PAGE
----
What do those Intel Processor model number suffixes mean?

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Intel uses a letter at the end of many desktop model numbers as a way of classifying different processor product lines (i.e. i7-6700HQ, i7-6820k, etc). Here’s a quick breakdown of the most common and what each means.

Mobile Processors

U – meaning “ultra-low power,” these processors are typically found in Ultrabooks and similar style laptops where battery life trumps performance. TDP is usually around 15W but speed suffers.

HQ – designated for “High performance graphics, quad core,” HQ processors are found in many gaming laptops like our Raptor MX70. TDP is around 45W but performance is much better.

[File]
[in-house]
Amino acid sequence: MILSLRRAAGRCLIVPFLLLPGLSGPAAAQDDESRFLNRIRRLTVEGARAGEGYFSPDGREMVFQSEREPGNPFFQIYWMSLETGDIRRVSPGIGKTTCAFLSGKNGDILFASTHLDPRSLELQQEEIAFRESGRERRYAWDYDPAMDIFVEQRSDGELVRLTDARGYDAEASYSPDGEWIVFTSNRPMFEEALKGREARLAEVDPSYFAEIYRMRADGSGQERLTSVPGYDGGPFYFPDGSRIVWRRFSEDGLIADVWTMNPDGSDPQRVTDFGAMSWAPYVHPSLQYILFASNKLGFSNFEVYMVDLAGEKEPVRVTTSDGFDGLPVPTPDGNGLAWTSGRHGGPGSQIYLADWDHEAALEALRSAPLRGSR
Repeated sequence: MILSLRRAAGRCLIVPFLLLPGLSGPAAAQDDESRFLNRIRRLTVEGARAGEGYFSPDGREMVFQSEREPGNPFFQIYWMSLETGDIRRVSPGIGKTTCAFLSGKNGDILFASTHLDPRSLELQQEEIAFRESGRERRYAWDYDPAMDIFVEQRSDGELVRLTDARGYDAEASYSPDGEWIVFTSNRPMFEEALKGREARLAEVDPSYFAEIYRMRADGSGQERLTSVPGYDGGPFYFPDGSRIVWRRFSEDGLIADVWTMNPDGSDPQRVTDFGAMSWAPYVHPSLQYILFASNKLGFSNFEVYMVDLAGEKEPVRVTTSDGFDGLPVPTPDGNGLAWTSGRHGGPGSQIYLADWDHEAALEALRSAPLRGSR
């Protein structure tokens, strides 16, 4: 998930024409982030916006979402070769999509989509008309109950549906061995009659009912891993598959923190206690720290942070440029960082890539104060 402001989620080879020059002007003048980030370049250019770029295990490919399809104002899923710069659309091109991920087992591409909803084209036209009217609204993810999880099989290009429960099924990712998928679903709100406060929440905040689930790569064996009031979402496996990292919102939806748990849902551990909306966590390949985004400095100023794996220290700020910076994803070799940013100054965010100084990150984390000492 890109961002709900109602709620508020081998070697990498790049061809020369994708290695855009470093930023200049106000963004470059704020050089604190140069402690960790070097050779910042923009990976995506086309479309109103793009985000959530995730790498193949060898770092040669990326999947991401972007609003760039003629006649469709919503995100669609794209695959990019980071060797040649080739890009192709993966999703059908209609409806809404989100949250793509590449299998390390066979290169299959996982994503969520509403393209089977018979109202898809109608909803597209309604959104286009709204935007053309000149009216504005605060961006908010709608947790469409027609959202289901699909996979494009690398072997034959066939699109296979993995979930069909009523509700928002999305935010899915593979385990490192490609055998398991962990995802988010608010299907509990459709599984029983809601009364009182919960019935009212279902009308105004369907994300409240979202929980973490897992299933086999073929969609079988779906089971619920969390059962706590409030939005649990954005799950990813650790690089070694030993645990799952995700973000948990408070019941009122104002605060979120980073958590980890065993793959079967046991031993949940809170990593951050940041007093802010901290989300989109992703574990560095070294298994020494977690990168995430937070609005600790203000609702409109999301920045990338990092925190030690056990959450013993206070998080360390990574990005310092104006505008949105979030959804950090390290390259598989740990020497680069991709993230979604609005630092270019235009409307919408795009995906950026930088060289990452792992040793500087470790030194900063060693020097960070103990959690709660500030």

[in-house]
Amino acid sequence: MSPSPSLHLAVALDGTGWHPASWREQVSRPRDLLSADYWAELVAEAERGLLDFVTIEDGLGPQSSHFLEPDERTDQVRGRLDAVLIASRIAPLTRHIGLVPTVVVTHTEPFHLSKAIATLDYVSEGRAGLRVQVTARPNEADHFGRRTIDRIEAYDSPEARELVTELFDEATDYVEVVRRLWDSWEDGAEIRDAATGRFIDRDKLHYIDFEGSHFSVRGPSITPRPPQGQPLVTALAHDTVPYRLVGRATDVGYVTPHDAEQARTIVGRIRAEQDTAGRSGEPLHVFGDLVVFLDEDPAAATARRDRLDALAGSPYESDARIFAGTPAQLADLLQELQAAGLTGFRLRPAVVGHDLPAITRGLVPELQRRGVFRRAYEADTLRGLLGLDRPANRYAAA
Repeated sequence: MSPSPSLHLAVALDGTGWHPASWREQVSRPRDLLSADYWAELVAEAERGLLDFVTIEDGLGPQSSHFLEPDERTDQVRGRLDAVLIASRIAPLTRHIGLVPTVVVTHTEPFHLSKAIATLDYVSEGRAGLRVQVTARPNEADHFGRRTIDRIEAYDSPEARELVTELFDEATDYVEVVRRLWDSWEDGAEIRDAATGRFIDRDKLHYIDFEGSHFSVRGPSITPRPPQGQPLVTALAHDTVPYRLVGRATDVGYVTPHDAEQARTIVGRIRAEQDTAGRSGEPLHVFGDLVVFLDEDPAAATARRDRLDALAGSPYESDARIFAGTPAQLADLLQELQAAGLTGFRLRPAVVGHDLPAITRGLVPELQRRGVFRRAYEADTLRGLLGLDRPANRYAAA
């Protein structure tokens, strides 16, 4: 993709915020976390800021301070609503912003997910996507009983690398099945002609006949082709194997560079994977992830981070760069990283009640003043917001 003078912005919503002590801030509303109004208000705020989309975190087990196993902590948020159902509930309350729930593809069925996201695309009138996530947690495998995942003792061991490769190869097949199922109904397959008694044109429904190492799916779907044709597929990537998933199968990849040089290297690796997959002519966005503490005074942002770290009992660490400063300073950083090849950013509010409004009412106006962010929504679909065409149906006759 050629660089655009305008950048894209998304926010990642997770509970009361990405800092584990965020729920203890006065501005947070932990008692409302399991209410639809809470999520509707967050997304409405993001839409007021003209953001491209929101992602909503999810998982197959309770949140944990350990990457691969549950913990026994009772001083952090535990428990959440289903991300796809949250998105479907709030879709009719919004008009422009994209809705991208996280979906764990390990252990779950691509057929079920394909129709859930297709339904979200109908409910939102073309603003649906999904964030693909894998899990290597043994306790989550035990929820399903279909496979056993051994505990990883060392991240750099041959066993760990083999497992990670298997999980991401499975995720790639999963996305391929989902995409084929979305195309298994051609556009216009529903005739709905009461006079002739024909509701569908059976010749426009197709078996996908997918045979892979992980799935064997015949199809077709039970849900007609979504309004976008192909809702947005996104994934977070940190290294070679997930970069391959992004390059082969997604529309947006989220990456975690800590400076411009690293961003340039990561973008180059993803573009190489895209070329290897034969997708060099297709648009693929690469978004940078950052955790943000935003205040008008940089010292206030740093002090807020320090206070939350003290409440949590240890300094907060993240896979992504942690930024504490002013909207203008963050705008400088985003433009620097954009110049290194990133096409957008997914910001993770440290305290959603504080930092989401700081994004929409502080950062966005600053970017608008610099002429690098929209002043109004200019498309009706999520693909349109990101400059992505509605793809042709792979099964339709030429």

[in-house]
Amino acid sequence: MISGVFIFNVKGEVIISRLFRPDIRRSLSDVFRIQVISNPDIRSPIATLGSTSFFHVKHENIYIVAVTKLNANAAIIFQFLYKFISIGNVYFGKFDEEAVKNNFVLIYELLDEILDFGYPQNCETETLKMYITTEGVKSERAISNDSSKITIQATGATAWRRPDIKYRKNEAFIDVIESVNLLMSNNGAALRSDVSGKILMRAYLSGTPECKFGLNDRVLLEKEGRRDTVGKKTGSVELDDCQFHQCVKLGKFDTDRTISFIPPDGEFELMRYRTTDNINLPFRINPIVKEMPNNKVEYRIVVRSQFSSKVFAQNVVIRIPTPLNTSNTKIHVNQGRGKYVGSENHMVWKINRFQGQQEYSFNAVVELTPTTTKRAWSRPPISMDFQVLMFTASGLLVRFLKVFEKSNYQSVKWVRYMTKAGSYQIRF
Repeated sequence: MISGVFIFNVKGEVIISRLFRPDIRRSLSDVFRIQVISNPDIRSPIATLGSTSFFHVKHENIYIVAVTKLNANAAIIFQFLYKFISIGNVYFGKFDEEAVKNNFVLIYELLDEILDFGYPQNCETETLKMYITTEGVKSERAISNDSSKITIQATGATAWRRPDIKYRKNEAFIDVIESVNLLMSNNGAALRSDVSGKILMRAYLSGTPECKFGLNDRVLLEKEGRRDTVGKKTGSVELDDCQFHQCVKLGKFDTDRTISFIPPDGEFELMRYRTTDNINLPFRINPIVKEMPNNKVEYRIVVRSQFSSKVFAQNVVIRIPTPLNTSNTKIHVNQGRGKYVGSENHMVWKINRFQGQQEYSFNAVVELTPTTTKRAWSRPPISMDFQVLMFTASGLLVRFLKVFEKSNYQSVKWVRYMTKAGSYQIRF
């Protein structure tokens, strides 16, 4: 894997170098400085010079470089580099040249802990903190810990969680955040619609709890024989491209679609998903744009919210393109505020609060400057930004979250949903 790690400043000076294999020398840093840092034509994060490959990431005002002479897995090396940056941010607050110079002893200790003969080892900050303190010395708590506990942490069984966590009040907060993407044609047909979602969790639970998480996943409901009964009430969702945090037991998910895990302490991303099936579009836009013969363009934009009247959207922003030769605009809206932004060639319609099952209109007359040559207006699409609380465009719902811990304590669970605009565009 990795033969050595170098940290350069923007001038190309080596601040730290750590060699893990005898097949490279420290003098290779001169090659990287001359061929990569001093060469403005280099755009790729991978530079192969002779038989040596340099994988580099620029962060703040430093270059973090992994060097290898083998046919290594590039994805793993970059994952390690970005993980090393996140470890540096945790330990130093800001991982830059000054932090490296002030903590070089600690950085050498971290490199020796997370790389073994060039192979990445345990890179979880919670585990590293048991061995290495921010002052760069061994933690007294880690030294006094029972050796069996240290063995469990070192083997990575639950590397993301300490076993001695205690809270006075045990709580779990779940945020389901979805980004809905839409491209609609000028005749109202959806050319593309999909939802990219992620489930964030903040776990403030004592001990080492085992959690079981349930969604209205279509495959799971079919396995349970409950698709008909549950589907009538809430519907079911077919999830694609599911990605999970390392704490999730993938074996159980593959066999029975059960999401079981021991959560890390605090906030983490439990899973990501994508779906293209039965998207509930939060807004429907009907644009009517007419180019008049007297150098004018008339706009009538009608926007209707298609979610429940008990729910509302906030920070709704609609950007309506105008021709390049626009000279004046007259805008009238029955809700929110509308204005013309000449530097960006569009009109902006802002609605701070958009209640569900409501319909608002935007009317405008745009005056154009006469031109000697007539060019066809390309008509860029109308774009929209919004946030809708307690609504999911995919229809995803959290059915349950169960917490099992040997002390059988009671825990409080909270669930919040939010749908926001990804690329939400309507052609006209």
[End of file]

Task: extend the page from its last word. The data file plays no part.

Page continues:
HK – meaning “High performance graphics, Unlocked,” these processors are similar to the HQ class but can also be overclocked like many desktop processors. Due to the cooling limitations of mobile platforms, it’s not something we recommend though.

Desktop Processors

K –a desktop processor that’s unlocked and can be overclocked by either the OEM or end user. This post on locked vs unlocked goes into more details.

T – Intel describes this product as designed for the “power optimized lifestyle. ‘T’ class processors are similar in terms of specs to the HQ line but are typically found in All-in-One PCs.

None – Processors with no alpha suffix are desktop processors with no specific designation. But they’re important too!

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